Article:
|When history was literature: the young Mommsen. (palagrisa.it)|
But today I would like to draw to your attention the second-ever winner of the Nobel Prize in Literature in 1902, who was neither poet nor novelist nor playwright but rather a historian: the great German classicist Theodor Mommsen.
Mommsen is no longer exactly a household name, but in the 19th century, his magisterial Roman History was the final word on the Roman Republic. Trained in jurisprudence, his scrupulous attention to the legal structure of old Rome—and encyclopedic knowledge of not just the literary sources, but also ancient inscriptions—set the standard for what it meant to do classical history for nearly a century.
"History?" you ask in surprise. "But that's not literature!" Certainly we don't normally call it that today. But by educated people in the 19th century, writing history was seen as a basically literary activity. The great ancient historians—Herodotus, Thucydides, Livy, Tacitus, etc.—had understood their work as basically cognate with poetry and rhetoric, part of the same kind of endeavor. And so all the great historians up through the end of the 19th century—since they were all trained as classicists—thought of their own endeavor. (Here at Oxford, history writing—"historiography"—is still taught as a literature subject.)
Indeed, all the way up until the end of the 19th century, people thought of literary style as an attribute possessed by historians more than novelists, who were generally held in disrepute—the novel still being seen as a kind of popular entertainment much like television today. Essays and anthologies on prose were far more likely to include Edward Gibbon, Thomas Babington Macaulay, and Thomas Carlyle as stylists than the likes of Austen, Dickens, or Eliot. Not until George Saintsbury's 1885 Specimens of English Prose Style were novelists taken seriously as prose stylists.
And so at the inception of the Nobel Prize in Literature at the beginning of the 20th century, the novel was still in the infancy of its intellectual respectability. But history still loomed large as the path to literary greatness. So the 1902 prize went to Mommsen, and no one would have thought anything strange about it at the time.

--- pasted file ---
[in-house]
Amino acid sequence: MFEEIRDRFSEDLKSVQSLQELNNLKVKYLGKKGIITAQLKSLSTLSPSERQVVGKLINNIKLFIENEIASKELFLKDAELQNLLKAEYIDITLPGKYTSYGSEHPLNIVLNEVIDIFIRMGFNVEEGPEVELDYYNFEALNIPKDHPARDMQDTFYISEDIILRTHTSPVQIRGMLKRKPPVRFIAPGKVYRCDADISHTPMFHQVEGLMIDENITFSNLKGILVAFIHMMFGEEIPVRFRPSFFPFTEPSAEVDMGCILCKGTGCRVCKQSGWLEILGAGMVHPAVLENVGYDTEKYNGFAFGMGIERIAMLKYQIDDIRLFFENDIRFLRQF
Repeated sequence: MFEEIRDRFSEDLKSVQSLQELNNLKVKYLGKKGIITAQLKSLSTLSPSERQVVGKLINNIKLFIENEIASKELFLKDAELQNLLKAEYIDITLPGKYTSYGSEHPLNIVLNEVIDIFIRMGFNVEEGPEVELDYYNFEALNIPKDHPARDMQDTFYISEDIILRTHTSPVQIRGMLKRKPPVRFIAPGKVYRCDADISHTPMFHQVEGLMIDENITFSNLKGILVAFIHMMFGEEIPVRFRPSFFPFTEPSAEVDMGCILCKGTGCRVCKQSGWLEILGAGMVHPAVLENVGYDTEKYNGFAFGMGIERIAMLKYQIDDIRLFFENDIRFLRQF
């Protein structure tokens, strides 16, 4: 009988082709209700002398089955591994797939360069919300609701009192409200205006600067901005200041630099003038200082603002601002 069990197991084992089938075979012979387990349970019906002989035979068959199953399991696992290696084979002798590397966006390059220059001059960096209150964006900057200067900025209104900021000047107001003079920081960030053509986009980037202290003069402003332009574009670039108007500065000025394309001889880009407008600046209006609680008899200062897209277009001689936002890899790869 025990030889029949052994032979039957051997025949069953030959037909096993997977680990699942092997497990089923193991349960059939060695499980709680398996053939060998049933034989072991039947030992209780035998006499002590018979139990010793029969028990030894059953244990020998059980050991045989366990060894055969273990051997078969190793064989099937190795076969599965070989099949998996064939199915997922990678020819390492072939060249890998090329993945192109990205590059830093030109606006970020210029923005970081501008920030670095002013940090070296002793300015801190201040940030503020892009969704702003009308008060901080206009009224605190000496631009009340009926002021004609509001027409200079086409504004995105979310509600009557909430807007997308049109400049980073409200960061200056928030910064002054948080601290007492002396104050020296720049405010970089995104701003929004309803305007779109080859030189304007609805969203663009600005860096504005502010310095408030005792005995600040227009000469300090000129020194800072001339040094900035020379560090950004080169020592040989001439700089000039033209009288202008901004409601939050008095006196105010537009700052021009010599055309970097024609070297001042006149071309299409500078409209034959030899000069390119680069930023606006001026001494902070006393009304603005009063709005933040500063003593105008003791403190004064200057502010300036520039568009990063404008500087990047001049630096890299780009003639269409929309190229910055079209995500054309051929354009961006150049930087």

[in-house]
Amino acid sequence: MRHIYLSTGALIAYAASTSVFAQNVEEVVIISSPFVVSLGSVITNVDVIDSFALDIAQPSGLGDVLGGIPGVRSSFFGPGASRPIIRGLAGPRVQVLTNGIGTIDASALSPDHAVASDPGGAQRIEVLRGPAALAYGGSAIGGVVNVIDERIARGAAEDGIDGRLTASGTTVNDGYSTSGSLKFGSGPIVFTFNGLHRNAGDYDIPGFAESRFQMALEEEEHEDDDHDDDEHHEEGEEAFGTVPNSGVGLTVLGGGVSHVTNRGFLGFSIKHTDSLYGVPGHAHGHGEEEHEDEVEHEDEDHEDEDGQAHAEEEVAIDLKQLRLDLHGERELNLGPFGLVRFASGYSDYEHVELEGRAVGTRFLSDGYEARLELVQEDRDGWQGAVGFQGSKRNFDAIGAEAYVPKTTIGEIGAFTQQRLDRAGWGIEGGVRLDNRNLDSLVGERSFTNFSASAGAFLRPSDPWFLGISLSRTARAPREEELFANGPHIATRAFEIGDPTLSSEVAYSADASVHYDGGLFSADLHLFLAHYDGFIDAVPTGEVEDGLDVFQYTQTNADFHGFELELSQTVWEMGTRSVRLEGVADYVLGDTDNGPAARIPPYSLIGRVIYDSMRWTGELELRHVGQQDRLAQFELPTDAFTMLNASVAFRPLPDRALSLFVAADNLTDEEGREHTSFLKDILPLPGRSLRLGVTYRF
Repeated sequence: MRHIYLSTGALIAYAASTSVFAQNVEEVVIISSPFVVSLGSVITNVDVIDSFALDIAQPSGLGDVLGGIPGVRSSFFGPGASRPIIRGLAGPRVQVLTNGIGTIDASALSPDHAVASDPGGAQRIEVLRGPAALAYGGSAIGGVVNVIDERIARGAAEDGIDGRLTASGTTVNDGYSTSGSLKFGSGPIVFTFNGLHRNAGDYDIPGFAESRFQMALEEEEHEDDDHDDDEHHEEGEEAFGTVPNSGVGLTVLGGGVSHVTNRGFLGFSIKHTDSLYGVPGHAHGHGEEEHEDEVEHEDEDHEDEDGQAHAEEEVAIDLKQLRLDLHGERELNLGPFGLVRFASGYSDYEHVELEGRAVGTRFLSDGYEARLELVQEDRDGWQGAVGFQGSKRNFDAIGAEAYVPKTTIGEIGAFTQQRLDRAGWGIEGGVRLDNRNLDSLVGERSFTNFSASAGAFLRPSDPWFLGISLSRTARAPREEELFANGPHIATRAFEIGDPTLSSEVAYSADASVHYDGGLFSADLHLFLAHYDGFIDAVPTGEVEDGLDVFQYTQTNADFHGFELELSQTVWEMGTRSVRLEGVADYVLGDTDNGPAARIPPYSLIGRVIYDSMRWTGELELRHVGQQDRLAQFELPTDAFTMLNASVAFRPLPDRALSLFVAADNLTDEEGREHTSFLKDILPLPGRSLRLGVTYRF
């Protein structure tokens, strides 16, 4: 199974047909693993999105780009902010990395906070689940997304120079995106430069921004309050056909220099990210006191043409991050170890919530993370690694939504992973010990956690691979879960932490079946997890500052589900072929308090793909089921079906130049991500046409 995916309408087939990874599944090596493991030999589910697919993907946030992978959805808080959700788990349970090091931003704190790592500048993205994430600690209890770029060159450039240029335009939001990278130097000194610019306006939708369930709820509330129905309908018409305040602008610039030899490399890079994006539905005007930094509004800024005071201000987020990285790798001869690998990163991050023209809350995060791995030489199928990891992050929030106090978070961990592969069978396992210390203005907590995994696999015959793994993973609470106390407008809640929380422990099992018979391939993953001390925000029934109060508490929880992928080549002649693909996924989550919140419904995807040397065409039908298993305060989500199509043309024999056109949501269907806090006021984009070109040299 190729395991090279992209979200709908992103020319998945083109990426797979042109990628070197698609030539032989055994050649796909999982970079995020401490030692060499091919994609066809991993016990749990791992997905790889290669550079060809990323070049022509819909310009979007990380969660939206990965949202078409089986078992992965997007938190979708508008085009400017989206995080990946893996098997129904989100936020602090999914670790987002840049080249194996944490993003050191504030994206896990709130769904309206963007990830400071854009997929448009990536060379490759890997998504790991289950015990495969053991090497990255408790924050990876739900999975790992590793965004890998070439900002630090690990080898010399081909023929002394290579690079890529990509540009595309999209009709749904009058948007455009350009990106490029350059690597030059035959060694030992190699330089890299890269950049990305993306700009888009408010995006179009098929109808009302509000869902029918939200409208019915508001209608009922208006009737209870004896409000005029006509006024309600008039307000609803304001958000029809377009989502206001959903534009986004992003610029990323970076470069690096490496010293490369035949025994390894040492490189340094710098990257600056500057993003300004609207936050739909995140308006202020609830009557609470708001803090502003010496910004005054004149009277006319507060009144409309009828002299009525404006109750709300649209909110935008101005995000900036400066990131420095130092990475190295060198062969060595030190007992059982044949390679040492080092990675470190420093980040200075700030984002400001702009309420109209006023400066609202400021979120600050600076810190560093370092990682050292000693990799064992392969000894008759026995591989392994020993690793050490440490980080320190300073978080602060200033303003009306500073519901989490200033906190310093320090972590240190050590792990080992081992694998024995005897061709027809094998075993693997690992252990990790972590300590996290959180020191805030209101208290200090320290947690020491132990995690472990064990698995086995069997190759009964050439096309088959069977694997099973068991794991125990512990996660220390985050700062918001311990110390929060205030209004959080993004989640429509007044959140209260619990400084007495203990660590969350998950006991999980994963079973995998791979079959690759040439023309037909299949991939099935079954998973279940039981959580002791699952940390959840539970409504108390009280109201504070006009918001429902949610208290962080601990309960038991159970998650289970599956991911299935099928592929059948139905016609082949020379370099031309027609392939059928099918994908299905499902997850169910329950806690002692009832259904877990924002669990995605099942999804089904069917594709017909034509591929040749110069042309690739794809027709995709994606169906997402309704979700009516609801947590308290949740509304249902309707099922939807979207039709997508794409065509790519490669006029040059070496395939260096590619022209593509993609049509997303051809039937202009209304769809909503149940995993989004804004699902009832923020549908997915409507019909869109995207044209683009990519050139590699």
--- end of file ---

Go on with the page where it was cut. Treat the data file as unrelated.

But history was already beginning to wonder if it was something different from literature. "Maybe we should be more like social scientists," historians asked themselves as the nascent disciplines of sociology and anthropology came on the scene. By the mid-20th century, it had become old-fashioned to think of history-writing as a primarily literary activity; and when Hayden White's book Metahistory, which emphasized the status of history as a narrative activity susceptible to all the indeterminacies of literature, came out in the 1970s, people looked on it as both extremely old-fashioned and edgily poststructuralist at the same time. Often forgotten is the fact that White was examining the history-writing practices of the 19th century, and his subtitle was The Historical Imagination in Nineteenth-century Europe.
By that point, it was over a century since Mommsen's Roman History had appeared, and 73 years since he had been awarded the Nobel Prize. The only writer to have been awarded the Prize for historiography since Mommsen was Winston Churchill, and even then almost certainly because they couldn't award him the Peace Prize.